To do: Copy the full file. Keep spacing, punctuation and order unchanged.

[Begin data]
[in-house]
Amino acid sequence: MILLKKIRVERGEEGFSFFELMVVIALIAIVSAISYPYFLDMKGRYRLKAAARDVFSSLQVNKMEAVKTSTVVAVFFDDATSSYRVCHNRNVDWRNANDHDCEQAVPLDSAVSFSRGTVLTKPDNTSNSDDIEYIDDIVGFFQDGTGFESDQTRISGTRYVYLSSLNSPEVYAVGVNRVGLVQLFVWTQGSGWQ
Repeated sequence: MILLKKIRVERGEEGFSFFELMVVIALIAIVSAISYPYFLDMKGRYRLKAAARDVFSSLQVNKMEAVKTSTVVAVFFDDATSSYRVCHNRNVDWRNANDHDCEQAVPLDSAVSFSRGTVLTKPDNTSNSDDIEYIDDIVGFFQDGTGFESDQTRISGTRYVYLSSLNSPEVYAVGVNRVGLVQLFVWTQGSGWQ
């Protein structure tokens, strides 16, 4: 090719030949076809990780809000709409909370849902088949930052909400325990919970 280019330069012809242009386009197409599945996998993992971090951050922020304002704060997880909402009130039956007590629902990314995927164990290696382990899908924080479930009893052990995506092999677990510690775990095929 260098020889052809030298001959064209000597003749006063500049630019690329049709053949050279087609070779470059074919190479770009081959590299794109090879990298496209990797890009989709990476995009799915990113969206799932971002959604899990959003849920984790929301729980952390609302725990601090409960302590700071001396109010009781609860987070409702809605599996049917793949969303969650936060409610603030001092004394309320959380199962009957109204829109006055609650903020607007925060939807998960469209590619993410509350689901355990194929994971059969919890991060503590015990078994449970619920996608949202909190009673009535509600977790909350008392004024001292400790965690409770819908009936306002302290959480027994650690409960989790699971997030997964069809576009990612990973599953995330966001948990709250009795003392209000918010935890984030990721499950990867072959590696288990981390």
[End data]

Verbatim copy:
[in-house]
Amino acid sequence: MILLKKIRVERGEEGFSFFELMVVIALIAIVSAISYPYFLDMKGRYRLKAAARDVFSSLQVNKMEAVKTSTVVAVFFDDATSSYRVCHNRNVDWRNANDHDCEQAVPLDSAVSFSRGTVLTKPDNTSNSDDIEYIDDIVGFFQDGTGFESDQTRISGTRYVYLSSLNSPEVYAVGVNRVGLVQLFVWTQGSGWQ
Repeated sequence: MILLKKIRVERGEEGFSFFELMVVIALIAIVSAISYPYFLDMKGRYRLKAAARDVFSSLQVNKMEAVKTSTVVAVFFDDATSSYRVCHNRNVDWRNANDHDCEQAVPLDSAVSFSRGTVLTKPDNTSNSDDIEYIDDIVGFFQDGTGFESDQTRISGTRYVYLSSLNSPEVYAVGVNRVGLVQLFVWTQGSGWQ
């Protein structure tokens, strides 16, 4: 090719030949076809990780809000709409909370849902088949930052909400325990919970 280019330069012809242009386009197409599945996998993992971090951050922020304002704060997880909402009130039956007590629902990314995927164990290696382990899908924080479930009893052990995506092999677990510690775990095929 260098020889052809030298001959064209000597003749006063500049630019690329049709053949050279087609070779470059074919190479770009081959590299794109090879990298496209990797890009989709990476995009799915990113969206799932971002959604899990959003849920984790929301729980952390609302725990601090409960302590700071001396109010009781609860987070409702809605599996049917793949969303969650936060409610603030001092004394309320959380199962009957109204829109006055609650903020607007925060939807998960469209590619993410509350689901355990194929994971059969919890991060503590015990078994449970619920996608949202909190009673009535509600977790909350008392004024001292400790965690409770819908009936306002302290959480027994650690409960989790699971997030997964069809576009990612990973599953995330966001948990709250009795003392209000918010935890984030990721499950990867072959590696288990981390």